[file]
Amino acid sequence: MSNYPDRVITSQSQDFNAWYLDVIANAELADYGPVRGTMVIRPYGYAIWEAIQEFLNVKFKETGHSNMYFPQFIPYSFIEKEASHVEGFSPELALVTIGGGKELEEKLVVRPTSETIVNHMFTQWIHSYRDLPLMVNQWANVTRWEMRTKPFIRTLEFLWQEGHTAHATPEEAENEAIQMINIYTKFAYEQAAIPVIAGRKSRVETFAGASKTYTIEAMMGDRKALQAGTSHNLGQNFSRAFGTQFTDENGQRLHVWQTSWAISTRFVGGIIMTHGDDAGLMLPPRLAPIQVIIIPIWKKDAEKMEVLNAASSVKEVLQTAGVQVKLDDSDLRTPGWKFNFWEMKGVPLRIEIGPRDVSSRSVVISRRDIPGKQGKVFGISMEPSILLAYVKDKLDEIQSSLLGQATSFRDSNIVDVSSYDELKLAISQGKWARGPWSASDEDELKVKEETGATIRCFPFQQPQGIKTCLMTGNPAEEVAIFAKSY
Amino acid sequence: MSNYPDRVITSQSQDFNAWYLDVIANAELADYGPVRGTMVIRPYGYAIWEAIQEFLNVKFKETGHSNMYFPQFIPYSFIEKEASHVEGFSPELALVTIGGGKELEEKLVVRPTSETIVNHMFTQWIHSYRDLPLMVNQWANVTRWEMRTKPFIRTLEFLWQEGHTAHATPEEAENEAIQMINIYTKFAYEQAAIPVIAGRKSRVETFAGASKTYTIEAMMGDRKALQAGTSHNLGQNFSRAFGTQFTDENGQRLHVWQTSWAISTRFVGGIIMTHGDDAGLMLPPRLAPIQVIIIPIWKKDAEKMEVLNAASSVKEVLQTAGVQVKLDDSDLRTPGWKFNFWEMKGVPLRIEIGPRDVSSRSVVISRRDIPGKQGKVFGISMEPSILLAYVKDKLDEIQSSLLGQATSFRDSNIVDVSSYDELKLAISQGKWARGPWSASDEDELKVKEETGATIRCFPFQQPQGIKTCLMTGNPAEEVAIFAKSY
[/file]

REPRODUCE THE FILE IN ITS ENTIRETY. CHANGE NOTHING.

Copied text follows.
Amino acid sequence: MSNYPDRVITSQSQDFNAWYLDVIANAELADYGPVRGTMVIRPYGYAIWEAIQEFLNVKFKETGHSNMYFPQFIPYSFIEKEASHVEGFSPELALVTIGGGKELEEKLVVRPTSETIVNHMFTQWIHSYRDLPLMVNQWANVTRWEMRTKPFIRTLEFLWQEGHTAHATPEEAENEAIQMINIYTKFAYEQAAIPVIAGRKSRVETFAGASKTYTIEAMMGDRKALQAGTSHNLGQNFSRAFGTQFTDENGQRLHVWQTSWAISTRFVGGIIMTHGDDAGLMLPPRLAPIQVIIIPIWKKDAEKMEVLNAASSVKEVLQTAGVQVKLDDSDLRTPGWKFNFWEMKGVPLRIEIGPRDVSSRSVVISRRDIPGKQGKVFGISMEPSILLAYVKDKLDEIQSSLLGQATSFRDSNIVDVSSYDELKLAISQGKWARGPWSASDEDELKVKEETGATIRCFPFQQPQGIKTCLMTGNPAEEVAIFAKSY
Amino acid sequence: MSNYPDRVITSQSQDFNAWYLDVIANAELADYGPVRGTMVIRPYGYAIWEAIQEFLNVKFKETGHSNMYFPQFIPYSFIEKEASHVEGFSPELALVTIGGGKELEEKLVVRPTSETIVNHMFTQWIHSYRDLPLMVNQWANVTRWEMRTKPFIRTLEFLWQEGHTAHATPEEAENEAIQMINIYTKFAYEQAAIPVIAGRKSRVETFAGASKTYTIEAMMGDRKALQAGTSHNLGQNFSRAFGTQFTDENGQRLHVWQTSWAISTRFVGGIIMTHGDDAGLMLPPRLAPIQVIIIPIWKKDAEKMEVLNAASSVKEVLQTAGVQVKLDDSDLRTPGWKFNFWEMKGVPLRIEIGPRDVSSRSVVISRRDIPGKQGKVFGISMEPSILLAYVKDKLDEIQSSLLGQATSFRDSNIVDVSSYDELKLAISQGKWARGPWSASDEDELKVKEETGATIRCFPFQQPQGIKTCLMTGNPAEEVAIFAKSY